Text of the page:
As a result, MTV is contemplating removing Jackson’s name from its Video Vanguard Award for the Video Music Awards in August, reported the New York Post‘s Page Six.
“There’s a lot of heated discussion at the network about how to handle the Michael Jackson Video Vanguard Award this year, and it’s getting ugly,” a source told Page Six. “There’s talk about if they should change the name, or get rid of it altogether. [There’s also talk] about who would present it and who would accept it. It’s a mess.”
Leaving Neverland highlighted sexual-abuse allegations by two of Jackson’s former child protege’s Wade Robson and James Safechuck. In the documentary the men and their families described the relationships they had with Jackson, which included stories of how Jackson groomed these men to be sexual partners with him during their adolescence.
The Jackson estate denied the allegations and has since filed a $100 million lawsuit against HBO for violating a clause in a 1992 contract. The contract barred MTV from making “disparaging remarks” about Jackson, but HBO says the contract has expired.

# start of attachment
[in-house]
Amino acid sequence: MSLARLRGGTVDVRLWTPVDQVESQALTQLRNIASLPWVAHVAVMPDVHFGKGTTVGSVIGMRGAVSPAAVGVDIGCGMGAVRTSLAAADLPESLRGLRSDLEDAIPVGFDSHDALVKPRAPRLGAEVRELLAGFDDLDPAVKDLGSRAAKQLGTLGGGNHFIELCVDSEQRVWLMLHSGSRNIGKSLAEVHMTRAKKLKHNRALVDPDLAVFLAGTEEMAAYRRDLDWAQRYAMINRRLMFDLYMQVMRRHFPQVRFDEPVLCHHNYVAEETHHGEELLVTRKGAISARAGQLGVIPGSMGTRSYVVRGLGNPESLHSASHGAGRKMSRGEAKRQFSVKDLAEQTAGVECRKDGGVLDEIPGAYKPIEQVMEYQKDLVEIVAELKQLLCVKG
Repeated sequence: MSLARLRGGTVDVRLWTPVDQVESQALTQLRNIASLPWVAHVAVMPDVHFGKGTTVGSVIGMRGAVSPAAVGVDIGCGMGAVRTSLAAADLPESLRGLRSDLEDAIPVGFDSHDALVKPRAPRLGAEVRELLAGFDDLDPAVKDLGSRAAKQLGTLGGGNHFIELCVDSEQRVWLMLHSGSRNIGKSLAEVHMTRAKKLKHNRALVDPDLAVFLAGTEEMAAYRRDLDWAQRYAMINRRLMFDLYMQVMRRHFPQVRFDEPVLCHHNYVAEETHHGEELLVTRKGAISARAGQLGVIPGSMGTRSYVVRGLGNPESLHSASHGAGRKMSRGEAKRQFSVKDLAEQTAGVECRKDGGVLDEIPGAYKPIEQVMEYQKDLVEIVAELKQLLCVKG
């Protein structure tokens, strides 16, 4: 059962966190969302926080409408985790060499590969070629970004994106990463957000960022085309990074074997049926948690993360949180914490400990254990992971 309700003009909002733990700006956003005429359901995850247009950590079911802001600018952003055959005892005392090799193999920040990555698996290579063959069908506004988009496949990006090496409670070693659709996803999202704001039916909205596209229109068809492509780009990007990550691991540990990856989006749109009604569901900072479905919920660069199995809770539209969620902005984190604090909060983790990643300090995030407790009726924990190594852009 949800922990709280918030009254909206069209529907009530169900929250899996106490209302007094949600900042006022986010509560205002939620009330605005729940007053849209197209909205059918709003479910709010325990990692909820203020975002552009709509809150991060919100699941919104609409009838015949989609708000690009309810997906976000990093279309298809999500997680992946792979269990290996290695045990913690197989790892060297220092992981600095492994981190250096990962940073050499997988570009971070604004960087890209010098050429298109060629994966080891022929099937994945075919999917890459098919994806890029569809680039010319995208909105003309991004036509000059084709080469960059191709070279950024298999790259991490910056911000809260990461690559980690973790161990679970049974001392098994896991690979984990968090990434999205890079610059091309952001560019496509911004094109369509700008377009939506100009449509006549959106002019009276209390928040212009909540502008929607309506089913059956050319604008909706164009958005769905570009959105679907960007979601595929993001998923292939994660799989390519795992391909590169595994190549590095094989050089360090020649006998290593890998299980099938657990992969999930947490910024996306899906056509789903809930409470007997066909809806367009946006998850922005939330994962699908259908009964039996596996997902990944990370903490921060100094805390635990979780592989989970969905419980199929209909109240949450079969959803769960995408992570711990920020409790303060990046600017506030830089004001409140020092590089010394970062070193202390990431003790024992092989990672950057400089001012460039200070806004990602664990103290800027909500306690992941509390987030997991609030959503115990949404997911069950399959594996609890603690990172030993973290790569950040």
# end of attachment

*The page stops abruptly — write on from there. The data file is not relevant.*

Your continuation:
The documentary aired in March, but Jackson’s legacy is still taking hits because of Robson and Safechuck’s allegations.
“MTV [potentially] banning his name is the latest fallout. They haven’t decided yet, but they’ve been going back and forth on it. There are a lot of issues,” a source told Page Six.
The VMA Video Vanguard award has recognized the accomplishments of artists, directors, and entertainers since 1984. Jackson’s work in music and his groundbreaking visuals, is what made the network rename the award the Michael Jackson Video Vanguard Award in 1991, according to Yahoo News.
The 2018 recipient of the Video Vanguard award was Jennifer Lopez, which the network released last July ahead of the August awards show. There has been no word on this years recipient.